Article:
My grandmother loved butterflies. They were in her house everywhere…on her cushions, her china, and, in the late 1970s, in the ubiquitous stick pin on a blazer. She loved butterflies in her house, but she especially loved them in the yard. She would stop whatever she was doing to point one out. I remember spending several weeks one summer needle pointing one for her and finishing it on the ferry to Dauphin Island. She hung that right on the wall of her kitchen and it stayed there until the day a few months ago that Annie took it down and gave it back to me. It’s on the bookshelf in my bedroom now and when I walk past it I think about her and how she always had time to stop and look and butterflies, always had time to stop and share them with whomever was nearby. I see those butterflies and they remind me to take the time to notice. Yesterday I saw a squirrel…probably not particularly exciting for most of you but we don’t have squirrels in Australia and its always one of the first things my girls look for in the back yard here. So yesterday when my daughters called out to me because they were all excited about this cute little animal that I’ve seen a bazillion times, I got up and walked to the windows and had a good look. I was there in that moment with them watching and you know I decided that I really do love squirrels, because squirrels mean their grandmama’s house to my girls like butterflies mean that to me.
My grandmother loved the beach at Dauphin Island. And just like she always had time to notice a butterfly, she also always had time to walk with us on the beach and look for shells. I know that for my generation of the family some of the most joyous memories of Grandmama are tied up with the magic of summer on Dauphin Island. Somehow Grandmama managed to feed and house a small army of ravenous teenagers, sunburnt children, and tired parents while at the same time making each of us feel appreciated and loved for exactly who we were. As a mother I am in awe that she managed to do all of that without running out of toilet paper while simultaneously reminding us to wash our feet at the bottom of the stairs so we didn’t track sand through the house!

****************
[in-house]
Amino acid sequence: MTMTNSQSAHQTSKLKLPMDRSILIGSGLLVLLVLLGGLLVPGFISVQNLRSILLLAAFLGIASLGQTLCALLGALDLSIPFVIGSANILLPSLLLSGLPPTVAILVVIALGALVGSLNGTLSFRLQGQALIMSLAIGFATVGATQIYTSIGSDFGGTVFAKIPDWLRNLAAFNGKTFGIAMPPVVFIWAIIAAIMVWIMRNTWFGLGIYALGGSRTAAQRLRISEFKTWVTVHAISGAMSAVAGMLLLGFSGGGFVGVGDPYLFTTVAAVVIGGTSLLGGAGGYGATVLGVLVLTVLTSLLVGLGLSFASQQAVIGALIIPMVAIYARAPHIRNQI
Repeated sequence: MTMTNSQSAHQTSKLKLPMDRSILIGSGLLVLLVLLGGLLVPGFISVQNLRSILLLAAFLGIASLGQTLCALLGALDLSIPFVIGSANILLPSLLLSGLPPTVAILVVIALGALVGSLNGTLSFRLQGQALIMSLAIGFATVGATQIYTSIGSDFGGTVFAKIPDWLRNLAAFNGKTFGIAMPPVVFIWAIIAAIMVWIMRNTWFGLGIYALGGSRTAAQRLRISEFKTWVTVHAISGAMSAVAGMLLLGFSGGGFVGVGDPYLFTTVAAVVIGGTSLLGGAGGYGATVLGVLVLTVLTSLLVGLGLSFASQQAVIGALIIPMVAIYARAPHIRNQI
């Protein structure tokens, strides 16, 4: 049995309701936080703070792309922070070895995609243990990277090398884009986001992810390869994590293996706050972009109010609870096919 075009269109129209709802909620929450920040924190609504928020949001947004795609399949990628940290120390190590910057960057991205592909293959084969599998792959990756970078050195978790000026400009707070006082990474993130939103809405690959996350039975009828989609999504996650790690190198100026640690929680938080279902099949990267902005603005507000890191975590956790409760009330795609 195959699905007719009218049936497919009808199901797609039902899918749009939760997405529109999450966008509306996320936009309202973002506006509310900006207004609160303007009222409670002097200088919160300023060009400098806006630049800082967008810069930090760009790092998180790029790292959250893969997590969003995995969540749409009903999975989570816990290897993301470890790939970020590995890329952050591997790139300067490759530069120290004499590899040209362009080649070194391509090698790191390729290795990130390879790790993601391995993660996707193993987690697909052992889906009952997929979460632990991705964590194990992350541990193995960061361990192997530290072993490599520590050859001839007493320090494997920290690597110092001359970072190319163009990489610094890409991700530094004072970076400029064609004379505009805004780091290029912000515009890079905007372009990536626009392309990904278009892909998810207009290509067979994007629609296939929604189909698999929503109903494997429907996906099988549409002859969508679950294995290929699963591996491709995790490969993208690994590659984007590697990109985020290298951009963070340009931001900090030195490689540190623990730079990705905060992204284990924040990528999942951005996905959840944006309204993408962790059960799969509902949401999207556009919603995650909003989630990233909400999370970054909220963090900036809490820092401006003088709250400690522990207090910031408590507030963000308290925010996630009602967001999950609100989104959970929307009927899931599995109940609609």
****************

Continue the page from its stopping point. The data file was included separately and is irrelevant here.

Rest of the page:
That’s the grandmother of our memories…I know that we lost that grandmama when her sickness took over. We…especially Anne and Jane Ellen…have lived with that loss for a long time. I feel so very grateful to be here today because it is a good thing to be able to share that pain and mourn that loss and to throw off the yoke of the disease that defined her last years. Its a great thing to talk and think about who she really was…a girl who married the man she loved and kept that love alive through 70 plus years of marriage, a mother who raised two beautiful daughters who are as generous and kind as she was, a daughter in law who gave the same loving care to Dabo in her home that she gave to her own two babies, a wife who never in my recollection raised her voice (and if you knew Big Earl I imagine you understand the magnitude of that achievement), a Southern lady who exemplified the best true meaning of manners by always making the other person feel special and loved, a generous person who spent her time and energy helping others through her church and her work at the hospital, a friend whose relationships with her sister Johnnie and people like Aunt Rosemary spanned decades. But most of all my grandmother Dora Lee Hughes Brown was a woman who understood that its the little things like butterflies, mushrooms and seashells that can teach a granddaughter like me how to be a mother, a wife and a friend.
As it says in psalm 118, I shall not die, but live, and declare the works of The Lord – Grandmama you live on in your legacy of family, service and your love. Thank you.
Looking forward to the beautiful tablescapes linked for this Tablescape Thursday!